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U.S. Military, Interpol Officials Seek To Ease India-Pakistan Tensions

Pakistani official Rehman Malik has said his country's domestic and international standing has improved during the crisis.
The head of the global police agency Interpol and the U.S. military's highest-ranking officer have both traveled to Islamabad this week as part of continuing efforts to reduce tensions between India and Pakistan.

Interpol Secretary-General Ronald Noble's visit to Islamabad came just days after his trip to New Delhi, during which he offered his agency's complete support in investigating the Mumbai attacks.

Speaking to journalists in Islamabad on December 23, Noble announced that an Interpol rapid-reaction team was deployed to India a few days ago. But he also expressed disappointment that the Indian government has yet to allow its security agencies to share information with Interpol.

"In the specific case of the Mumbai terrorist attacks, Interpol has not received yet any information. For me to make any kind of statement -- about the accuracy or inaccuracy, the reliability or the unreliability -- of anything said and reported in the newspapers...." Noble said.

"If no information has been shared with the police and not with the Interpol, then how can anyone make any kind of determination about the identity of those people involved?" Noble added. "There are two ways for that to happen: One way is for there to be a court proceeding at the national level, and the other way is for the Interpol channels to be used internationally.

"To date, no information has been shared. We are hopeful it will happen very quickly."

In the aftermath of the late-November attacks in Mumbai that killed 171 people, India has alleged that all 10 of the gunmen were from Pakistan.

Indian authorities have arrested the only surviving gunman, Muhammad Ajmal Amir Kasab. On December 22, India passed to Pakistani diplomats in New Delhi a letter in which Kasab reportedly claims he is Pakistani and requests help from Islamabad. Pakistan reportedly took note of the Kasab letter, but asked India for "ample proof" of Kasab's identity.

The handing over of the letter has been seen as an attempt by India to pressure Pakistan to accept the role of Pakistanis in the attacks. Indian Foreign Minister Pranab Mukherjee has said that extremist militant groups in Pakistan are "the greatest danger to peace and security in the entire world."

Mukherjee also said international pressure on Pakistan following the Mumbai attacks has been insufficient.

Increased Diplomatic Activity

The recent diplomatic activity by Western leaders has been viewed as instrumental in preventing the two nuclear-armed neighbors from moving toward open hostilities.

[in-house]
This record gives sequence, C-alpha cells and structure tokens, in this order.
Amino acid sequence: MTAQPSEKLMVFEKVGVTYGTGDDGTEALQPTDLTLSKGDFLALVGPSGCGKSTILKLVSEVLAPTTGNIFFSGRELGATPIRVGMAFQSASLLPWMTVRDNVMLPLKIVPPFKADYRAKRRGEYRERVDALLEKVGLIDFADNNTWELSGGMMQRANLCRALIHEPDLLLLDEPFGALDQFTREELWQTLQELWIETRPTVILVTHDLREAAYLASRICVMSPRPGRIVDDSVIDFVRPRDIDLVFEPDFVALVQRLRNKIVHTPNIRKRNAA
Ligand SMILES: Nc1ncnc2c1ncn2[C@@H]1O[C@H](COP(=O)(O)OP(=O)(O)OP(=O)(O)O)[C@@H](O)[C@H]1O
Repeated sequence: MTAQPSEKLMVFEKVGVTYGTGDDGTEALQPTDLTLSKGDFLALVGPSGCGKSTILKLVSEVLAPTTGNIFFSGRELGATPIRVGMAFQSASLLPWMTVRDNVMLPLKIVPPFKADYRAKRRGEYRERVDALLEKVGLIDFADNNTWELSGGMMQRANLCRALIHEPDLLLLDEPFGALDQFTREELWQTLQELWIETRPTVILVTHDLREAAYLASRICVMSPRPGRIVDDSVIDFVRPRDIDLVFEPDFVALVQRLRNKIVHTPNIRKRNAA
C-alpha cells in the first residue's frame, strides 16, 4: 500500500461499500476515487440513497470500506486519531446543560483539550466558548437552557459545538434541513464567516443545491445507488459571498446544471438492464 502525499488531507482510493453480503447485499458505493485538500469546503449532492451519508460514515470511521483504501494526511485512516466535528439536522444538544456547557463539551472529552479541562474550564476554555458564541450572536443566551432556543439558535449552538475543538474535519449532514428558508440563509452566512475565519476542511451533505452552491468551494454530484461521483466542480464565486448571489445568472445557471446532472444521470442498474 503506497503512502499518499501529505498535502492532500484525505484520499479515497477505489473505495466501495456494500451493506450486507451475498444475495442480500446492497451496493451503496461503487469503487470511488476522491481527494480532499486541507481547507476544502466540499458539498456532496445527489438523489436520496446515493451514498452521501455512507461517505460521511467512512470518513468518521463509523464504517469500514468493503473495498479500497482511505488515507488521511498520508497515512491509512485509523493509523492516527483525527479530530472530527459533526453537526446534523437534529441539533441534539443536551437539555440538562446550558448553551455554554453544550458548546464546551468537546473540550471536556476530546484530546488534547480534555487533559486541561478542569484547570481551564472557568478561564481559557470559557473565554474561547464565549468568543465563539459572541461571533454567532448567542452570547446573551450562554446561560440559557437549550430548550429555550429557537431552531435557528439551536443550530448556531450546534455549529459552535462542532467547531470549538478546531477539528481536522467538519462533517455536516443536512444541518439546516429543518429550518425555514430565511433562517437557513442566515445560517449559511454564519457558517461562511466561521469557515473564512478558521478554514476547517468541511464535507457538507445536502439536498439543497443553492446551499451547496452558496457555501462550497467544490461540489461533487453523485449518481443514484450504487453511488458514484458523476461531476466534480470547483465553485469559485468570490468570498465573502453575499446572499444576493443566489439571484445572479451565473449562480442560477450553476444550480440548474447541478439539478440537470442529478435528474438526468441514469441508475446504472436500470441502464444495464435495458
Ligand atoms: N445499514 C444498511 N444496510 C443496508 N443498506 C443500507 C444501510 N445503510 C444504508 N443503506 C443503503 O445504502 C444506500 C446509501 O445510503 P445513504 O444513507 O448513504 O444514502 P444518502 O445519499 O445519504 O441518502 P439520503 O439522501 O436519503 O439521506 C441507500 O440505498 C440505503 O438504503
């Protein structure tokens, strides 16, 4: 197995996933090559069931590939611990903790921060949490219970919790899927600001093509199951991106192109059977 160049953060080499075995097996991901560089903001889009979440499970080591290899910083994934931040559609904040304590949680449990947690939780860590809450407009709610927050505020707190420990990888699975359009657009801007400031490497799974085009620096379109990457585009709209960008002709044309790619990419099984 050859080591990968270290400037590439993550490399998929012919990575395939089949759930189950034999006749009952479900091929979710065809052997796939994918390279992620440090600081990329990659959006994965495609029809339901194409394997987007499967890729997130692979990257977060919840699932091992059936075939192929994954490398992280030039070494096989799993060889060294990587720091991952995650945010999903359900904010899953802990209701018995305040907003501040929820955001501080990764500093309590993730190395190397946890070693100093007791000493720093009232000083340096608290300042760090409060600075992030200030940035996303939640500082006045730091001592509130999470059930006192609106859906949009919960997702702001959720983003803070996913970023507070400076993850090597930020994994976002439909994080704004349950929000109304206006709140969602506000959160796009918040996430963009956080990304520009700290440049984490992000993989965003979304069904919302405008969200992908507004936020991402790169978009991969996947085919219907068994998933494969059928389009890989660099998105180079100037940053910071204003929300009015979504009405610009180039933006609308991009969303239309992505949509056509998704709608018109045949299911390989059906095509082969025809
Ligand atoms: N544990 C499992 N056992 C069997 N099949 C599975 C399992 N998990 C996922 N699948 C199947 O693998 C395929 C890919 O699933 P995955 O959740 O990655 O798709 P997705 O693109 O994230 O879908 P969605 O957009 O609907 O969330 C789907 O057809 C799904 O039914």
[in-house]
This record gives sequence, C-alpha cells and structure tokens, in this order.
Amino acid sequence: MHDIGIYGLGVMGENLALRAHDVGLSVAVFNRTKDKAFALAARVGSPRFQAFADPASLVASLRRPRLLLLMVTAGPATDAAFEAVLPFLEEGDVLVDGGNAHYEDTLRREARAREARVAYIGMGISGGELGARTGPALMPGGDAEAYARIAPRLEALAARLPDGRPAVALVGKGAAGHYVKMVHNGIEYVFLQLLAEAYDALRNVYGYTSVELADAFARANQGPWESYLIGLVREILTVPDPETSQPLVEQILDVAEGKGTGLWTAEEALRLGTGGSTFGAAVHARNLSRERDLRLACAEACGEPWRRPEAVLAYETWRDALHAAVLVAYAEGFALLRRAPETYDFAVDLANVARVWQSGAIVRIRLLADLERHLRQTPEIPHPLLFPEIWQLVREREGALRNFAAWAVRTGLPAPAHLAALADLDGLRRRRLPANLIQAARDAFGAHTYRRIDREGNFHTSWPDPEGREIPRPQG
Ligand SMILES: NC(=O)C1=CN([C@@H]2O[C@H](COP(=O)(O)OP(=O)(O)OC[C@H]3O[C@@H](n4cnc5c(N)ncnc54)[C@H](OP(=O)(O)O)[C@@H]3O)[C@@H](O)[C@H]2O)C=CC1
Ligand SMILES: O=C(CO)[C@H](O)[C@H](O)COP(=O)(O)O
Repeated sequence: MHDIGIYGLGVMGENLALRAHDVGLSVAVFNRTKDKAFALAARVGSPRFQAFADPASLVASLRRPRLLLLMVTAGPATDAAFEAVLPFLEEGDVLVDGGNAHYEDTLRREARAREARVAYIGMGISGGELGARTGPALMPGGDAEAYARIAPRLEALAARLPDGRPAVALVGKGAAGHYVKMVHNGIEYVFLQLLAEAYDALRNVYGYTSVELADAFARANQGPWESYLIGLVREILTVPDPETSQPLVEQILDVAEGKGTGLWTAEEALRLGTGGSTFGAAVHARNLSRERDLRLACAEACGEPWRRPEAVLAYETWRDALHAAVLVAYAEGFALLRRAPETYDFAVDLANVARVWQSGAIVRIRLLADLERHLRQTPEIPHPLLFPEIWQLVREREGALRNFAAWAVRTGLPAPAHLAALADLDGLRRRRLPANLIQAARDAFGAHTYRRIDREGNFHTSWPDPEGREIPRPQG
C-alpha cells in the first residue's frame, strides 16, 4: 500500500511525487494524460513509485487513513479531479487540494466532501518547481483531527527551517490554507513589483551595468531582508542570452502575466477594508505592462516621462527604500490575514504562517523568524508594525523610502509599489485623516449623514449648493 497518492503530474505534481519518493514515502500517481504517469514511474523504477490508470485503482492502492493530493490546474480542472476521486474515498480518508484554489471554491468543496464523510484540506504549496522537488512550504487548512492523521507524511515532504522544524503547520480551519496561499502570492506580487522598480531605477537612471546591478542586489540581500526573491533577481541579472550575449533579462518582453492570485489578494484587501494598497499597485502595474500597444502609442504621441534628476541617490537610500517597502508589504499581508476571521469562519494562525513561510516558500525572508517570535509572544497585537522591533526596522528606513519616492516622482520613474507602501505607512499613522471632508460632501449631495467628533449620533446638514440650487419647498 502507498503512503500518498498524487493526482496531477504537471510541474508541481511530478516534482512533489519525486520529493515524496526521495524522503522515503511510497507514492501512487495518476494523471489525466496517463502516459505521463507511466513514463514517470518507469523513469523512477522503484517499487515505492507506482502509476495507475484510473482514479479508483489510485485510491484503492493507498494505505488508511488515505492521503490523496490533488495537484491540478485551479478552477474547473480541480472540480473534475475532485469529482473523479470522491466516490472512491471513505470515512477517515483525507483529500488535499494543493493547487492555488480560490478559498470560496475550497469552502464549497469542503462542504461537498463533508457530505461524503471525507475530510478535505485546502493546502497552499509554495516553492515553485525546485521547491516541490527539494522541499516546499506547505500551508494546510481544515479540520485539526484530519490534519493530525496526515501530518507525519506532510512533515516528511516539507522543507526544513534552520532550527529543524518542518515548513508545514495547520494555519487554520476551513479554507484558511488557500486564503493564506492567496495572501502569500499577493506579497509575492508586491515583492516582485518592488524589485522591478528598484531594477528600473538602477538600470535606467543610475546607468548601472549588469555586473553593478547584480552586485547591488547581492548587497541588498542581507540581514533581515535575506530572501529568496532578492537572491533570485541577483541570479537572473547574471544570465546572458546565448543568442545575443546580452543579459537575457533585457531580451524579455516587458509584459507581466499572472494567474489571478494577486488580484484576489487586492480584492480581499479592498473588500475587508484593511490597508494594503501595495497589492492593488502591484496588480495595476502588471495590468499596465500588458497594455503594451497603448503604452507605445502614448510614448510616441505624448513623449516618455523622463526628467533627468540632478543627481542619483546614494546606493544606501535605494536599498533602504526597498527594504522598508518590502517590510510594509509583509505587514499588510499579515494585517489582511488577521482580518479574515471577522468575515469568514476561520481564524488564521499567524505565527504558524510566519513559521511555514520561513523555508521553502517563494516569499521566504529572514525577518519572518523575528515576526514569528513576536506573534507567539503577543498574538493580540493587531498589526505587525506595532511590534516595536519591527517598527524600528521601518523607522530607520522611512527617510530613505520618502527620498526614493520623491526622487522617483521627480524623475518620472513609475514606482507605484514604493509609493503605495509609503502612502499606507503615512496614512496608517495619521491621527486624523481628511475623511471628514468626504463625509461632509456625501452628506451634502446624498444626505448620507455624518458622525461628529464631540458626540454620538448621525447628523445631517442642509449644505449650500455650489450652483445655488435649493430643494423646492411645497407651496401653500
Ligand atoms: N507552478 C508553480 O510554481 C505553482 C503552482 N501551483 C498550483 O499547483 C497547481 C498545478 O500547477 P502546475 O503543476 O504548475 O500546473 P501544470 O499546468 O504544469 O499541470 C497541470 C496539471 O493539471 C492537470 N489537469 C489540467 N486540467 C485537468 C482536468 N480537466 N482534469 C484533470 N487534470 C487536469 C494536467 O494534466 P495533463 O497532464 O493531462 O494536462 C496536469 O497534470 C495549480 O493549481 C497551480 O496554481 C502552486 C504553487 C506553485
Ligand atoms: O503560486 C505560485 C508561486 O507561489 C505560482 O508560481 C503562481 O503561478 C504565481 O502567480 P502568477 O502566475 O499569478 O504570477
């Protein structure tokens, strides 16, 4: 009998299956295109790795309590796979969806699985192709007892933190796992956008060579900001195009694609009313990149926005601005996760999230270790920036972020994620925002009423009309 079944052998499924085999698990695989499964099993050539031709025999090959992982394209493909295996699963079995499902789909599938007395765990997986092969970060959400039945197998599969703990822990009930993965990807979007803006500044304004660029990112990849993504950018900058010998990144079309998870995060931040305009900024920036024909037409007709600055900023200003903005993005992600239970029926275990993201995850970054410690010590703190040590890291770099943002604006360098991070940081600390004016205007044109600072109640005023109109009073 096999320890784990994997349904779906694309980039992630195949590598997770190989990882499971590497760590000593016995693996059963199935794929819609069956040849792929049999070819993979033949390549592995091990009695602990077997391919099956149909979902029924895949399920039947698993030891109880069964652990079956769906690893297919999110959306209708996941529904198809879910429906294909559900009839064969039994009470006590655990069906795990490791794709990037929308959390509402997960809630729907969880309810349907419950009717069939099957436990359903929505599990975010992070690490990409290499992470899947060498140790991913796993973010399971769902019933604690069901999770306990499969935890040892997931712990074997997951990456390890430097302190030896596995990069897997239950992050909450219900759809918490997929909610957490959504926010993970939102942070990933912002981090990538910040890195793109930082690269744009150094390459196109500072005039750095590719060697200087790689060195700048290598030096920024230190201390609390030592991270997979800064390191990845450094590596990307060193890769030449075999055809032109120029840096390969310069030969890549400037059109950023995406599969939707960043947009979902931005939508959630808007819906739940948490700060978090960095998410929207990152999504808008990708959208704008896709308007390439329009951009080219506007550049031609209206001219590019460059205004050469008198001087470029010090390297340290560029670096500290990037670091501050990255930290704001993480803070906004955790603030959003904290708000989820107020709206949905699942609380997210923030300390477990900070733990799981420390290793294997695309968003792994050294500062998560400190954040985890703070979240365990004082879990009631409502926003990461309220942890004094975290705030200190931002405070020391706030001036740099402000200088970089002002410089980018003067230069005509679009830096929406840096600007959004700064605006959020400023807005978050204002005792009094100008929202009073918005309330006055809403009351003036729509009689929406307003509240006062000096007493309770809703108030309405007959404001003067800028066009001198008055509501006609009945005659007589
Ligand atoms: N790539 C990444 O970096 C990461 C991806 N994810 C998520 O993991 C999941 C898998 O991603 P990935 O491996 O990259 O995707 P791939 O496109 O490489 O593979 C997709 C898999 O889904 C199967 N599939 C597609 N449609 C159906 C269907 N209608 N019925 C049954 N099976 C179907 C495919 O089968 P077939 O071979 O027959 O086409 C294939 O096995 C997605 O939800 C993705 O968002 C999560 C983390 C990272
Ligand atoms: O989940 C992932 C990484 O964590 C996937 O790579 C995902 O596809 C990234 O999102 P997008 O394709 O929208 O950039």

In his second visit to Pakistan in a month, the chairman of the U.S. Joints Chief of Staff, Admiral Mike Mullen, met with senior Pakistani leaders on December 22.

According to a statement by the U.S. Embassy in Islamabad, he thanked them for their recent crackdown on Laskar-e-Taiba and other extremist groups.

Western leaders apparently want to see more such actions. The U.S. Embassy statement added that "Mullen encouraged the Pakistani leaders to use this tragic event as an opportunity to forge more productive ties with India and to seek ways in which both nations can combat the common threat of extremism together."

Meanwhile, the adviser in charge of Pakistan's Interior Ministry, Rehman Malik, has said his country's domestic and international standing has improved during the ongoing crisis.

Malik said that Pakistan "is in good condition. We are all united -- our nation is united. All the politicians are united too so there is no need to worry. The leadership from both sides [India and Pakistan] is demonstrating maturity. What we are experiencing -- terrorism -- India has experienced the same."

He added that the same people who carried out the Mumbai attacks, are the same people "who are carrying out suicide bombings here. Even if we consider the [Indian] accusations to be true, it proves that both countries have been targeted by the same terrorism. That's why we have asked for a joint investigation group [to probe the Mumbai attacks]."

Since the Mumbai attacks, India has halted a four-year-old peace process that had shown some visible improvements in its acrimonious relationship with Pakistan. New Delhi has also cancelled a cricket tour to Pakistan in January.

Analysts say the Indian efforts are primarily aimed at pressuring Pakistan to completely dismantle jihadi groups India sees as a strategic threat.
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    Abubakar Siddique

    Abubakar Siddique, a journalist for RFE/RL's Radio Azadi, specializes in the coverage of Afghanistan and Pakistan. He is the author of The Pashtun Question: The Unresolved Key To The Future Of Pakistan And Afghanistan.